Third Avenue Railway car #631. One man, lightweight car built in 1939 by the Third Avenue Railway. Now in service at Seashore Trolley Museum. Photo by Dave Cremins
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Philadelphia & West Chester car #62 is a steel, M.U., center entrance car built in 1925 by J.G. Brill. It now sees regular service at Seashore Trolley Museum. Photo by Dave Cremins
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A Booming Industry
Evolution of the Trolley - Article 5
Sprague's success at Richmond set in motion a real boom in the construction of new lines around the country as well as the conversion of the horse car lines to electric cars and even most of the cable railways converted to the electric cars. Sprague's success also brought many others into the field as well as those already experimenting with the electric trolley. Probably the most notable among them was Van Depoele who held some patents that closely resembled some of Sprague's work. Van Depoele went on to make some improvements, such as with the use of carbon for brushes in the motors, replacing the metal brushes that had been used previously. He was bought out by the Thompson - Houston Company, of Lynn, Massachusetts and they entered the trolley business and even had some success in obtaining a portion of the Boston electrification project. While there was a lot of competition there was also a lot of work.
In late 1889 the Sprague Electric Railway & Motor Company was taken over by Edison General Electric Company. The Edison General Electric Company chose not only to not use the name Sprague on any of its new systems but also to remove it from some of the existing systems and soon after Frank Sprague chose to leave the company.
Sprague had been involved in pioneering developments in several other areas, among them was the high-speed elevator control system and the multiple-unit control system. While the subject so far has been trolleys, it should be noted that there were also in use, some small steam engines pulling passenger cars on elevated railroads. The idea of the elevated was to keep the steam engines and their soot and smoke above the streets and the people while moving large numbers of commuters. Sprague's "MU" systems would now only allow each car to have it's own electric motors, but let them be controlled by a single operator. Now under electric power these systems not only didn't have to be run above the streets any longer, but also could now be run underground. Again, this is a subject in itself but I'll get back to the trolleys.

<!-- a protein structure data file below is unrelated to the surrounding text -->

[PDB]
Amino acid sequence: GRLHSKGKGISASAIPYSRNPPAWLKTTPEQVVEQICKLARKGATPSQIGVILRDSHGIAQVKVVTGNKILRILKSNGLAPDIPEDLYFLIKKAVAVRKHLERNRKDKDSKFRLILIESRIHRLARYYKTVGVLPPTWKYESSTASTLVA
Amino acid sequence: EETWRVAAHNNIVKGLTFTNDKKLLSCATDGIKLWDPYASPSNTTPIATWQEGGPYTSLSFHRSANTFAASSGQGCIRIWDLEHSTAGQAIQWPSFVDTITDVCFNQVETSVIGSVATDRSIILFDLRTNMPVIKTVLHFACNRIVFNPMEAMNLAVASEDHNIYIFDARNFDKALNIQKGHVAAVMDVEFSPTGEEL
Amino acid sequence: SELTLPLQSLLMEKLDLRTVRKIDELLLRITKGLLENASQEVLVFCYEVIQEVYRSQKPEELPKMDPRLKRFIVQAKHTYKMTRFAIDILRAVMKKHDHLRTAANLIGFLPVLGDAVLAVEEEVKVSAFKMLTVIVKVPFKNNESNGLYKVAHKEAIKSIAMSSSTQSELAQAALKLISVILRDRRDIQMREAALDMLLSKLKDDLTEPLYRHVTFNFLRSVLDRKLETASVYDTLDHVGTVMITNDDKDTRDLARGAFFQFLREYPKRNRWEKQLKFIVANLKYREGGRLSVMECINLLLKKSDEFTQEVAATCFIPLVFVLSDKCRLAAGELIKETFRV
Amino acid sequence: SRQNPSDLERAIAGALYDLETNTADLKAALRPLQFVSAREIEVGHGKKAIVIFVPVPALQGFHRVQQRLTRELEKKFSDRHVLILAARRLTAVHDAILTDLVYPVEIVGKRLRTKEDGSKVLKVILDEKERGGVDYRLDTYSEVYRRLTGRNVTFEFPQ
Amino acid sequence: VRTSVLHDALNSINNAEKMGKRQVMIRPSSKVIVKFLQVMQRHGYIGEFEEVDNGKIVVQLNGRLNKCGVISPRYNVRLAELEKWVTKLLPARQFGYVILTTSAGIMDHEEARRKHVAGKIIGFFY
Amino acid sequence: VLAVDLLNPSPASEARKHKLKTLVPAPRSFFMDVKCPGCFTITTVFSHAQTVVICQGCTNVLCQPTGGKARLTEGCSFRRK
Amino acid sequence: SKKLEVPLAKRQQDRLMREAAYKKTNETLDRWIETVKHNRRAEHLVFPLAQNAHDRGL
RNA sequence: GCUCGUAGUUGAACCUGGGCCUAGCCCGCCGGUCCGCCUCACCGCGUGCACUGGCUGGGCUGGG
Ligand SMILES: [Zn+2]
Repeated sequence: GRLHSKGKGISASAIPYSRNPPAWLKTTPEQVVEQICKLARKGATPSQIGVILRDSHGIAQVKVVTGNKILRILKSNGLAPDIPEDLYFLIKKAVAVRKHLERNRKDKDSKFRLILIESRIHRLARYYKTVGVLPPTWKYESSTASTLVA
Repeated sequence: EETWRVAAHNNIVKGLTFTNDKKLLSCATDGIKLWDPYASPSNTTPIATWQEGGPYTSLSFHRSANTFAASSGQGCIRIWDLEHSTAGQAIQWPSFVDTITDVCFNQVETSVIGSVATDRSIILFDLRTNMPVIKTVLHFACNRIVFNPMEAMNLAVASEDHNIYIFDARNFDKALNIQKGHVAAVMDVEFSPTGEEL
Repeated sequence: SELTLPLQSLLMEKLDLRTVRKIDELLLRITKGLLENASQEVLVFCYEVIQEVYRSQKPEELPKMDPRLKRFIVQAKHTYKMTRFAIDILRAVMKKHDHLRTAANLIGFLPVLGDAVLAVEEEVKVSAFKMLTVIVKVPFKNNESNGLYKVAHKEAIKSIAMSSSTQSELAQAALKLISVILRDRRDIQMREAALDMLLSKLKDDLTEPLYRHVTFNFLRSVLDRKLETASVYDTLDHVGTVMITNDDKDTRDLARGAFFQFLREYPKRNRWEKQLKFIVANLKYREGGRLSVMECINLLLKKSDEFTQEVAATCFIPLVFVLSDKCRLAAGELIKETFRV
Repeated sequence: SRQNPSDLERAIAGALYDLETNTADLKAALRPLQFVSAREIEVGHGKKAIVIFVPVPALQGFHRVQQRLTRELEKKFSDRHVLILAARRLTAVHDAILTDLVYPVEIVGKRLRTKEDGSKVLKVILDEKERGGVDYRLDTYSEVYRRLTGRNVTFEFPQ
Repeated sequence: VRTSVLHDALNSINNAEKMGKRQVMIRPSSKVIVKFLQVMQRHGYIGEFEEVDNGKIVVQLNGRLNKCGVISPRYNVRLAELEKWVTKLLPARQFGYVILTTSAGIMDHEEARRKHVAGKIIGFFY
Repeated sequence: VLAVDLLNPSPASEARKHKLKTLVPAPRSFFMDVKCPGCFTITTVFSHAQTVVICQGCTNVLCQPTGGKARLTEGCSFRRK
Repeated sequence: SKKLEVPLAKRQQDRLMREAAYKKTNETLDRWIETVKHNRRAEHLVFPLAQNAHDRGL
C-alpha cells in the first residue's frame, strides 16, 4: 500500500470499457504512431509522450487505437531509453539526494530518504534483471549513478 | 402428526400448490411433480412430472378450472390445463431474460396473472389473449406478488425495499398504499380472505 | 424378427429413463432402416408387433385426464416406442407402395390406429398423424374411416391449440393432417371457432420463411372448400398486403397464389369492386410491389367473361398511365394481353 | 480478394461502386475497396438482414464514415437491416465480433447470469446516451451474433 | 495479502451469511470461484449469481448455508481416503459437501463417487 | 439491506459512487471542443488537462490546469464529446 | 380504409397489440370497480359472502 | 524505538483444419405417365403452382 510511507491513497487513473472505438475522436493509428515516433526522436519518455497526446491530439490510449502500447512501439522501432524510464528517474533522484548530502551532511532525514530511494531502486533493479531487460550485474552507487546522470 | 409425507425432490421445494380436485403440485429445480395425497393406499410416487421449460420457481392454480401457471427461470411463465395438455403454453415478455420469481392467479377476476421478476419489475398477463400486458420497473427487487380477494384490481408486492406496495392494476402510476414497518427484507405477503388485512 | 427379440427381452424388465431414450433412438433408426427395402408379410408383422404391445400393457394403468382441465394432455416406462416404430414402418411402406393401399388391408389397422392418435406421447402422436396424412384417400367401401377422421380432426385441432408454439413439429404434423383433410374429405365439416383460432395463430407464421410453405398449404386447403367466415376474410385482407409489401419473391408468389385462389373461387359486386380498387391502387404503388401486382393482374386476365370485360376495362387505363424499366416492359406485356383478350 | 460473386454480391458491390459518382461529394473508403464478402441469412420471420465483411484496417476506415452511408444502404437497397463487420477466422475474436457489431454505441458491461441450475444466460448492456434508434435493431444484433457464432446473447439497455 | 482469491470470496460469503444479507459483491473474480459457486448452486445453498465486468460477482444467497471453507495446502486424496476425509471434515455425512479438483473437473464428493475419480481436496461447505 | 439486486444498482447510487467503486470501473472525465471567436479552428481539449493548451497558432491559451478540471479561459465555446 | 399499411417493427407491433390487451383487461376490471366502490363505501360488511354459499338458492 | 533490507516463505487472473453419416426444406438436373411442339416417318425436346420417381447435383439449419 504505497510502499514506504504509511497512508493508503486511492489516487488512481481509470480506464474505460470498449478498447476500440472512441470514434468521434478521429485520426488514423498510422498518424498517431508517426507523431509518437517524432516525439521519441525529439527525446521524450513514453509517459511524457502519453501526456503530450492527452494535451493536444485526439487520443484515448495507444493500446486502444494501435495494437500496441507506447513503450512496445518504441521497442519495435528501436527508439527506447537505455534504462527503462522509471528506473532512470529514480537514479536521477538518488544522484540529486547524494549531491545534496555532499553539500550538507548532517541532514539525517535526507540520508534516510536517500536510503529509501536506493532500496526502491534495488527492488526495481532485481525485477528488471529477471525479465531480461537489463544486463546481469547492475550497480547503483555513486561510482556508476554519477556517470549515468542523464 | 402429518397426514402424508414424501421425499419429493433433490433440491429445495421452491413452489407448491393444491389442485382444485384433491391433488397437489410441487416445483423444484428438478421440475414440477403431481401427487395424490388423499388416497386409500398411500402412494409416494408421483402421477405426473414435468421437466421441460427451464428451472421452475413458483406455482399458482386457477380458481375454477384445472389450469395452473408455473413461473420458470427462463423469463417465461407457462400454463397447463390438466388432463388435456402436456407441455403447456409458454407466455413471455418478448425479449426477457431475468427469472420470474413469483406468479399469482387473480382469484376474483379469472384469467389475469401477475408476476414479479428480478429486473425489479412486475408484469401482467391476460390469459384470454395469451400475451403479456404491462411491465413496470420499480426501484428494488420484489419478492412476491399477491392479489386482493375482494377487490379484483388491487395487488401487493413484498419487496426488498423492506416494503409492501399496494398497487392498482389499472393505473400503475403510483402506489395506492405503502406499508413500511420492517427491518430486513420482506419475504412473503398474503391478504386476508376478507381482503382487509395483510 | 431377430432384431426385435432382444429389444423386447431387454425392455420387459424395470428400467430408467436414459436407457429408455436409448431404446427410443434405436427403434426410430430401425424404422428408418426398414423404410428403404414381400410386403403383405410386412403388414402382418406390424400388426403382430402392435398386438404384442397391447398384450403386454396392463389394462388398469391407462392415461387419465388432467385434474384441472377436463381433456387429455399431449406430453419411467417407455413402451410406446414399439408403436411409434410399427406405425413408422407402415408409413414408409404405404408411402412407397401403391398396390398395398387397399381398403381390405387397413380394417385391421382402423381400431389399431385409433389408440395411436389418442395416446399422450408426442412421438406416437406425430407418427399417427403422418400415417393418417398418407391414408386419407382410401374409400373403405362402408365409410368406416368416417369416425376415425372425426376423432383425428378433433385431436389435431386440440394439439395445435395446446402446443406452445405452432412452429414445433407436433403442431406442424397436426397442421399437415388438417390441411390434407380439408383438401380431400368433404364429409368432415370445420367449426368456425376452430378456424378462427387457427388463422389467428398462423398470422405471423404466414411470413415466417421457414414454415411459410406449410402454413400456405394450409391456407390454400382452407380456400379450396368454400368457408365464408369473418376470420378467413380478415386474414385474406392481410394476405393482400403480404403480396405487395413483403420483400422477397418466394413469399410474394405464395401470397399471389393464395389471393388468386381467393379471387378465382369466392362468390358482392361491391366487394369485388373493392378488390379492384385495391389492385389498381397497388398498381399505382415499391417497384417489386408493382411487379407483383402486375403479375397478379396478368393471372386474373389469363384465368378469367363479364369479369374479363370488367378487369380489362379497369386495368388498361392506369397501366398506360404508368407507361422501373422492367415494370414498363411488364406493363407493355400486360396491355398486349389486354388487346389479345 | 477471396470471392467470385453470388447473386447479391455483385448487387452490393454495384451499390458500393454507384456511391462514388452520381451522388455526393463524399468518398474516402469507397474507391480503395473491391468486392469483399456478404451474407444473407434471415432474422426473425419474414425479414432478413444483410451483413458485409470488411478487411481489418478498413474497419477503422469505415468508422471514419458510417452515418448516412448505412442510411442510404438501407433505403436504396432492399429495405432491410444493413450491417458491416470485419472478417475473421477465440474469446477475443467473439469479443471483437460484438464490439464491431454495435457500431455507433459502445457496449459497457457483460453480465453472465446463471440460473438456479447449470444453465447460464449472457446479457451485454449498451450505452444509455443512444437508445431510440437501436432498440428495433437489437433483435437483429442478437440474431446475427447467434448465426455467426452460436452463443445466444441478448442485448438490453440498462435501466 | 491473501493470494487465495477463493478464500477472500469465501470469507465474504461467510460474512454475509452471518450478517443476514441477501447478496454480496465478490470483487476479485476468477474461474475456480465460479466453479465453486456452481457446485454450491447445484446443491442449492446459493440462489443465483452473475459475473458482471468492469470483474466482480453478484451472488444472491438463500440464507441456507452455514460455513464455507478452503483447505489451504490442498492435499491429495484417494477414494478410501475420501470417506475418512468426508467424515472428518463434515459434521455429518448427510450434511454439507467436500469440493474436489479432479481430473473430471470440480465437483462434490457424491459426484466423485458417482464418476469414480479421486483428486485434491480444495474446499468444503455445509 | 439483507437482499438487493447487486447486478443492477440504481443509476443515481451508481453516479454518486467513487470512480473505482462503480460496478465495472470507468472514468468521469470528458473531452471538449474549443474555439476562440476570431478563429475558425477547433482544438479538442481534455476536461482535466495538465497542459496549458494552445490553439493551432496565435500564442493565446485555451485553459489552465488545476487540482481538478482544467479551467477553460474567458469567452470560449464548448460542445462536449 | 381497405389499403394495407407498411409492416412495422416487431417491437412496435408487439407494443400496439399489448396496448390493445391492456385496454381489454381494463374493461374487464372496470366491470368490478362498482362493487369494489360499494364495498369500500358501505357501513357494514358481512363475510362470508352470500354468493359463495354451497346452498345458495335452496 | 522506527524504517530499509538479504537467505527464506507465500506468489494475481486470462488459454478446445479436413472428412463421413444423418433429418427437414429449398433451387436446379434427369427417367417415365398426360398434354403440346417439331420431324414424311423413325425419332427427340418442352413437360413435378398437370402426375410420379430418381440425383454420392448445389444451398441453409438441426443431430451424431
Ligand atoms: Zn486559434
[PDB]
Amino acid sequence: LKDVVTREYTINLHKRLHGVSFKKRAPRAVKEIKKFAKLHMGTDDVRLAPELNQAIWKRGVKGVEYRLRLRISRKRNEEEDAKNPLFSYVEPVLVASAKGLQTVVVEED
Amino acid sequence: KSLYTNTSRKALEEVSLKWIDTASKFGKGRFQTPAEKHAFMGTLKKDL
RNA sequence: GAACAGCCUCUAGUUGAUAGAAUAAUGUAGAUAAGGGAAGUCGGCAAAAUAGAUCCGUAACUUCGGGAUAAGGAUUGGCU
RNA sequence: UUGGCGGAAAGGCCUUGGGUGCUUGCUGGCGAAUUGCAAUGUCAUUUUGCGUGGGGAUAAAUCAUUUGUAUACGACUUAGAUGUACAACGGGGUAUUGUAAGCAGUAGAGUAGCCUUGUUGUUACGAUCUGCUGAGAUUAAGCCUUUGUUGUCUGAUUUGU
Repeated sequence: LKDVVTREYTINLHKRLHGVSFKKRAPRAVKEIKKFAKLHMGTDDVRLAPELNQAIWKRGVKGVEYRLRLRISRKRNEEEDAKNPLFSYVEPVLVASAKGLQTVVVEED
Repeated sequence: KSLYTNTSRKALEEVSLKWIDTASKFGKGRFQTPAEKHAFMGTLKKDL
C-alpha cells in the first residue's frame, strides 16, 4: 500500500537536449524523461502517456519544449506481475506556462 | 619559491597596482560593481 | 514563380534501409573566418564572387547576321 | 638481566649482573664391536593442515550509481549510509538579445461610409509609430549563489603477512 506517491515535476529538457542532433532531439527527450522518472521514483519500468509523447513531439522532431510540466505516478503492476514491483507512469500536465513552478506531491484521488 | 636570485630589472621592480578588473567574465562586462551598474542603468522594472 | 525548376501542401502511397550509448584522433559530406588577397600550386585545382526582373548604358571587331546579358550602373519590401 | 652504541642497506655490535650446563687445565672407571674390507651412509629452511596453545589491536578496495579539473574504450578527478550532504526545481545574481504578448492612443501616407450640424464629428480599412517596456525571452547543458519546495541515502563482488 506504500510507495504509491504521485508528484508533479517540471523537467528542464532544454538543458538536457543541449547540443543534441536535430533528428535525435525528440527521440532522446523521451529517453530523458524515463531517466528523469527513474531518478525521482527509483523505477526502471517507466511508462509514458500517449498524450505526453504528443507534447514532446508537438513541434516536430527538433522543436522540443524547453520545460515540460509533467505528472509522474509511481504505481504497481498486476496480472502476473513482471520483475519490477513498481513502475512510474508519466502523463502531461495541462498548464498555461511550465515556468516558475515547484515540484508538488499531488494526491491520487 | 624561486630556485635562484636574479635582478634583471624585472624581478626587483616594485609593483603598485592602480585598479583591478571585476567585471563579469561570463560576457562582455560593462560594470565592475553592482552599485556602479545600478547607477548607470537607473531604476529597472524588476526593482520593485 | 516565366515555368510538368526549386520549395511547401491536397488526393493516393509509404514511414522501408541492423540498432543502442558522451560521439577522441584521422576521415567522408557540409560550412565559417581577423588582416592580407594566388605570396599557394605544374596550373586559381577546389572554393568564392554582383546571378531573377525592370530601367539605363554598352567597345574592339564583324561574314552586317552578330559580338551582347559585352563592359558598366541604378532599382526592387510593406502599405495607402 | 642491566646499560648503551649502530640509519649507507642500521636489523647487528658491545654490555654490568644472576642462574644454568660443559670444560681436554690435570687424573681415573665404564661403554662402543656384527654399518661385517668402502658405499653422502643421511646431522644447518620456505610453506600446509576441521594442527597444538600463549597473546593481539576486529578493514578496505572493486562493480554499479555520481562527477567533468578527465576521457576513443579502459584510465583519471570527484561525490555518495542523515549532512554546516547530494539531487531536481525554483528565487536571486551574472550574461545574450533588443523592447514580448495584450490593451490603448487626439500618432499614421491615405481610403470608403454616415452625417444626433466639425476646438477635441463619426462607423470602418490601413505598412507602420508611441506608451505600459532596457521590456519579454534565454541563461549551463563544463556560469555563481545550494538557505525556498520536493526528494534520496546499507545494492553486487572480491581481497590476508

The growth of the trolley was amazing and by 1900 there were over 30,000 cars running over more than 15,000 miles of track. The early cars were often the horse cars converted to electric cars but as time went on the size of the cars grew, as did the varieties of cars. These I'll cover a bit later.
While the electric trolley was successful and did it's job well, moving within the city and most often on the city streets, there was a need for faster heavier lines to move the people between the cities and towns. The Interurban lines filled this need. These Interurban lines often had very plush cars and were quite comfortable riding. Because of their greater speeds, the interurban, once outside the city or town, generally ran on private rights of way and not on the public streets. Once in the countryside the interurban often reached speeds of 50 and 60 mph in the early years and even faster as improvements were made. The earliest lines, in the mid-1890's, were not always a success but after the turn of the century their reliability had greatly improved. While the interurban catered more to the passenger, they did carry express freight and mail and were beginning to be of concern to the steam railroads as far competition goes. The interurbans generally had lower rates and fares than the railroads and by 1917 the interurbans operated on over 18,000 miles of track. The trolley had also grown to where it had almost 45,000 miles of track and had almost reached its peak.
The bicycle, the motor car, the bus and the "jitney" were all beginning to cut into the streetcar operations. The future is in question.
Copyright © 1999 Dave Cremins, RailroadInfo.com
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